JANE CAROL GINSBURG [JUSTICE GINSBURG’S DAUGHTER]: It wasn’t until I was 14 that I encountered a live vegetable.

JONES: Earlier in her career she worked as a lawyer who fought hard for gender equality. She won five cases before the Supreme Court during the 1970s, which she talks about in the film.

GINSBURG: Men and women are persons of equal dignity, and they should count equally before the law.

JUSTICE WILLIAM REHNQUIST: You won’t settle for putting Susan B. Anthony on the new dollar?

UNIDENTIFIED WOMAN [INTERVIEWER, RBG]: When they would say things like this, how did you respond?

GINSBURG: Well, never in anger, as my mother told me. That would have been self-defeating. Always as an opportunity to teach. I did see myself as kind of a kindergarten teacher in those days because the judges didn’t think sex discrimination existed. Well, one of the things I tried to plant in their minds was think about how you would like the world to be for your daughters and granddaughters.

JONES: So good. Betsy West and Julie Cohen are the directors and producers of RBG. Thank you for coming in this morning.

BETSY WEST: Thank you, great to be here.

JONES: This was a gift to the culture to me. It was one of those things where I’m so glad that it was out now. Just talk to us about the fact – we were just saying, she was out for a month for lung cancer surgery. She was back to work last Friday. Have you talked to her?

WEST: We actually did talk to her two weeks ago when we received the news that we were nominated for an Oscar. We called her, we told her. She was very happy for us and quickly segued into talking about getting ready to go back to work, that she had been reading and writing and keeping up with the cases so she that can return to the court.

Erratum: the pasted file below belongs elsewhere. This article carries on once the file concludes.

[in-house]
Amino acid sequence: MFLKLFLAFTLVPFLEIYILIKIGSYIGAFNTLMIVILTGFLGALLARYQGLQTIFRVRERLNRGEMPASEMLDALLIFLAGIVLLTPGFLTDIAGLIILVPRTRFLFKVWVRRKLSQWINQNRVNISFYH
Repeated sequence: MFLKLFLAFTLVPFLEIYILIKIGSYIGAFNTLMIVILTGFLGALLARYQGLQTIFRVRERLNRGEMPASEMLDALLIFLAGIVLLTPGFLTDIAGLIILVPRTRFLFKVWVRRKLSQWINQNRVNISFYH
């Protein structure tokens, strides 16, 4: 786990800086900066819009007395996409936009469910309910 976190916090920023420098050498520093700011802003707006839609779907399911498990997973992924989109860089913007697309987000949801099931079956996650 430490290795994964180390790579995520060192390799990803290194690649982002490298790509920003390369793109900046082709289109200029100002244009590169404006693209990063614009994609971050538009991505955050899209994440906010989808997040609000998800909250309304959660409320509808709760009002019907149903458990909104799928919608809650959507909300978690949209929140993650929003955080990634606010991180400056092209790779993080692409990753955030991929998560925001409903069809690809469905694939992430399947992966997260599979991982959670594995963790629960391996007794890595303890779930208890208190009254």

JONES: Wow.

DREYER: Nominated for an Oscar – I mean two Oscars – Best Documentary Feature and Best Original Song. I want to ask what the reaction was like, but we actually have it on video. Let’s take a look.

WEST: Oh, no.

JONES: I’m glad there was a couch there. I’m glad there was a couch there so you didn’t fall and hurt yourself.

WEST: Yeah, I know.

JULIE COHEN: So dignified.

WEST: I know, really.

DREYER: And did you call RBG to tell her?  

COHEN: Yes, we called her right after.

WEST: Right afterward.

COHEN: She said she felt the nomination was eminently well-deserved and obviously that felt great to hear.

MELVIN: Julie, we like to take a bit of credit for this documentary here at NBC News. Full disclosure, Julie was a producer here at Dateline for a number of years. Why did you guys feel like it was important to have this story told right now?